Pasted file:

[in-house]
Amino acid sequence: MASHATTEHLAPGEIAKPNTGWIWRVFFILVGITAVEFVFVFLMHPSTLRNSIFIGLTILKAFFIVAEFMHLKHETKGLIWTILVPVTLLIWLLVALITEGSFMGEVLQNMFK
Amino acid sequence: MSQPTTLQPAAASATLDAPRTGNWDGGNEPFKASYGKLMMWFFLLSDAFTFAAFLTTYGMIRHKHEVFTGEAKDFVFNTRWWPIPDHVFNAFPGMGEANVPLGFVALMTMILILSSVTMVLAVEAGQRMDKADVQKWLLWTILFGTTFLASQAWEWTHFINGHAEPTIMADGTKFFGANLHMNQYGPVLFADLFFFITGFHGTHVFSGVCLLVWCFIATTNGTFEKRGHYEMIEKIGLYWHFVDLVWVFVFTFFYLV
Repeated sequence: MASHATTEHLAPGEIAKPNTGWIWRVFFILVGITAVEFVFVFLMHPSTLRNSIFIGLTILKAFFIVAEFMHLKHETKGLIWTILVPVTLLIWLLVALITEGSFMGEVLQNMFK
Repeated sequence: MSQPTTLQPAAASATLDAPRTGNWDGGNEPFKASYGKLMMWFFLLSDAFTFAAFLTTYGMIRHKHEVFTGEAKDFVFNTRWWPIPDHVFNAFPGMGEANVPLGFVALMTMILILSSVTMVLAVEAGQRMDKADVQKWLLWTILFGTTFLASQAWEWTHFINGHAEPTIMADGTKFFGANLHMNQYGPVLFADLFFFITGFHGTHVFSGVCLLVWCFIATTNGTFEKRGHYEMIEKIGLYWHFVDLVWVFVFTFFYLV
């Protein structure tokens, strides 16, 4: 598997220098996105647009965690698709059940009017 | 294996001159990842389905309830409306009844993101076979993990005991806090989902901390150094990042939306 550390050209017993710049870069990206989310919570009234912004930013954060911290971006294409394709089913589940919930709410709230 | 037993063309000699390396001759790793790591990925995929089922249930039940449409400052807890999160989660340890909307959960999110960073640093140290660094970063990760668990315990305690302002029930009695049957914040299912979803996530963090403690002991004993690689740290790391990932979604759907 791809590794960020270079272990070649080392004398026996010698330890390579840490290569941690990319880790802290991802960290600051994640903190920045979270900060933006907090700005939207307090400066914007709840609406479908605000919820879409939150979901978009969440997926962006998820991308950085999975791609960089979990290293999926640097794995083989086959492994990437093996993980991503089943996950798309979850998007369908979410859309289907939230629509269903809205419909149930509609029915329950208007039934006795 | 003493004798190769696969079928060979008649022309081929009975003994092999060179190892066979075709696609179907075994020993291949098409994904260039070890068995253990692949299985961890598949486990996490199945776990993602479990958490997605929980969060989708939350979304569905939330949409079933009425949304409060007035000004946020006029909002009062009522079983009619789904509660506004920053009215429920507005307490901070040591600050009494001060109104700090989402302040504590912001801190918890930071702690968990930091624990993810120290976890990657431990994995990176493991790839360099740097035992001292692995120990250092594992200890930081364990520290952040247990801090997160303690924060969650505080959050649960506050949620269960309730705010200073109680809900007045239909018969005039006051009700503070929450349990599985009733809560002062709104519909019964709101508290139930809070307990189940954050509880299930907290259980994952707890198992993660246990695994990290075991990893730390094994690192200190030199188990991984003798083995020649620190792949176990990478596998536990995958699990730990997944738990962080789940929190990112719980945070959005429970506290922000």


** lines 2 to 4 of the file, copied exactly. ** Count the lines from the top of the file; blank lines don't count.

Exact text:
Amino acid sequence: MASHATTEHLAPGEIAKPNTGWIWRVFFILVGITAVEFVFVFLMHPSTLRNSIFIGLTILKAFFIVAEFMHLKHETKGLIWTILVPVTLLIWLLVALITEGSFMGEVLQNMFK
Amino acid sequence: MSQPTTLQPAAASATLDAPRTGNWDGGNEPFKASYGKLMMWFFLLSDAFTFAAFLTTYGMIRHKHEVFTGEAKDFVFNTRWWPIPDHVFNAFPGMGEANVPLGFVALMTMILILSSVTMVLAVEAGQRMDKADVQKWLLWTILFGTTFLASQAWEWTHFINGHAEPTIMADGTKFFGANLHMNQYGPVLFADLFFFITGFHGTHVFSGVCLLVWCFIATTNGTFEKRGHYEMIEKIGLYWHFVDLVWVFVFTFFYLV
Repeated sequence: MASHATTEHLAPGEIAKPNTGWIWRVFFILVGITAVEFVFVFLMHPSTLRNSIFIGLTILKAFFIVAEFMHLKHETKGLIWTILVPVTLLIWLLVALITEGSFMGEVLQNMFK